• Operators    In both Access and Excel, operators are used to compare values or to perform simple calculations on your data. Examples include + (plus) or - (minus).
  • Functions and arguments    In both Access and Excel, functions and arguments are used to accomplish tasks that you can't do by using operators alone — for example, you can find the average of the values in a field, or convert the result of a calculation to a currency format. Examples of functions include SUM and STDEV. Arguments are values that provide information to functions. Access and Excel both have many functions from which to choose, but the names of similar functions in the programs are sometimes different. For example, the AVERAGE function in Excel corresponds to the AVG function in Access.
  • Constants    In both Access and Excel, constants are values that do not change — such as strings of text or numbers that are not calculated by using an expression.

Access expressions use operators and constants that are similar to those used in Excel formulas, but Access expressions use different identifiers and functions. You can use an Excel formula in only one place — a cell in a worksheet. However, you can use an Access expression in many places for a wide variety of tasks, including the following:

  • Creating calculated controls on forms and reports
  • Creating calculated fields in queries
  • Serving as criteria in queries
  • Validating data being entered into a field, or into a control on a form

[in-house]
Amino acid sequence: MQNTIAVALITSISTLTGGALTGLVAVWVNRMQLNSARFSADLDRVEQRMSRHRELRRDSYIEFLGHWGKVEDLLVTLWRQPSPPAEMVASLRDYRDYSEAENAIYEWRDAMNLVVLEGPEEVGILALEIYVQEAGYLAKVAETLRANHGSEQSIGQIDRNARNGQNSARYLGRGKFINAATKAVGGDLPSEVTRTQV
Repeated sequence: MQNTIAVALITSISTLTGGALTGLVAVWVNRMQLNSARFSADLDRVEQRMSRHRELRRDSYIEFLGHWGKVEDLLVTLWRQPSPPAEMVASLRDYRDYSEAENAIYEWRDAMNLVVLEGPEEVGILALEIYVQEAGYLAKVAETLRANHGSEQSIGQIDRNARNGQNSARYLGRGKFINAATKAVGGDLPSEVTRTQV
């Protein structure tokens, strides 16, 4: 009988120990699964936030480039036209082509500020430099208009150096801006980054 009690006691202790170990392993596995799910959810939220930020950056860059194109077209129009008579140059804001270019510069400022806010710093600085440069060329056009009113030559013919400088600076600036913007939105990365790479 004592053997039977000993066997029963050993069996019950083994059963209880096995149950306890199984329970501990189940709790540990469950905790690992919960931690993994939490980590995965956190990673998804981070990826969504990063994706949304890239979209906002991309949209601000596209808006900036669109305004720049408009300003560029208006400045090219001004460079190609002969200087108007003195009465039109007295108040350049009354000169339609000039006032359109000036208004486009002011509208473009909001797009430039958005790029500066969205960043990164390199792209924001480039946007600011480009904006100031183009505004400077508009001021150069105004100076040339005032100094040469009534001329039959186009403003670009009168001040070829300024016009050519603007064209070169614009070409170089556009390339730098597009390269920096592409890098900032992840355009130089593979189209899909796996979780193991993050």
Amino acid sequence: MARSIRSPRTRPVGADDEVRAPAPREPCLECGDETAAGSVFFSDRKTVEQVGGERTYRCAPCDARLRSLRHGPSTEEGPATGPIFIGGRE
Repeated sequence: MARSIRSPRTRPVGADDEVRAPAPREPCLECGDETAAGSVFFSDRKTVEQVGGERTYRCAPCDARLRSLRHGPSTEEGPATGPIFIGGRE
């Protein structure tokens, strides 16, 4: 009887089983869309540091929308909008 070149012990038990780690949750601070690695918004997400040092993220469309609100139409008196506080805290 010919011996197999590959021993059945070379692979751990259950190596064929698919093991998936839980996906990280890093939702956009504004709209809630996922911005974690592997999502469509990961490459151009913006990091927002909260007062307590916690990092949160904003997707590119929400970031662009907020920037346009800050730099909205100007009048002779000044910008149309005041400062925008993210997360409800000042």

• Grouping data in reports

You can use either an Access expression or an Excel formula to calculate numeric or date/time values by using mathematical operators. For example, to calculate a discounted price for a customer, you can use the Excel formula =C2*(1-D2) or the Access expression = [Unit Price]*(1-[Discount]).

You can also use an Access expression or an Excel formula to combine, split, or otherwise manipulate strings by using string operators. For example, to combine a first and last name into one string, you can use the Excel formula =D3 & " " & D4 or the Access expression = [First Name] & " " & [Last Name].

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Components of an expression

Expressions can consist of identifiers, operators, functions and arguments, constants, and values. The following sections describe these components in more detail. The examples in these sections also provide brief descriptions of the syntax that expressions use.

Identifiers

An identifier is the name of a field, property, or control. You use an identifier in an expression to refer to the value that is associated with a field, property, or control. For example, consider the expression =[RequiredDate]-[ShippedDate]. This expression subtracts the value of the ShippedDate field or control from the value of the RequiredDate field or control. In this expression, both RequiredDate and ShippedDate serve as identifiers.

Operators

Access supports a variety of operators, including common arithmetic operators, such as +, -, * (multiply), and / (divide). You can also use comparison operators such as < (less than) or > (greater than) for comparing values, text operators such as & and + for concatenating (combining) text, logical operators such as Not and And for determining true or false values, and other operators specific to Access.

Functions and arguments

Functions are built-in procedures that you can use in your expressions. You use functions for a wide variety of operations, such as calculating values, manipulating text and dates, and summarizing data. For example, one commonly used function is Date, which returns the current date. You can use the Date function in a variety of ways, such as in an expression that sets the default value for a field in a table. In this example, whenever someone adds a new record, the value for the field is set to the current date by default.

Some functions require arguments. An argument is a value that provides input to the function. If a function requires more than one argument, you separate the arguments with a comma. For example, consider the Date function in the following example expression:

=Format(Date(),"mmmm d, yyyy")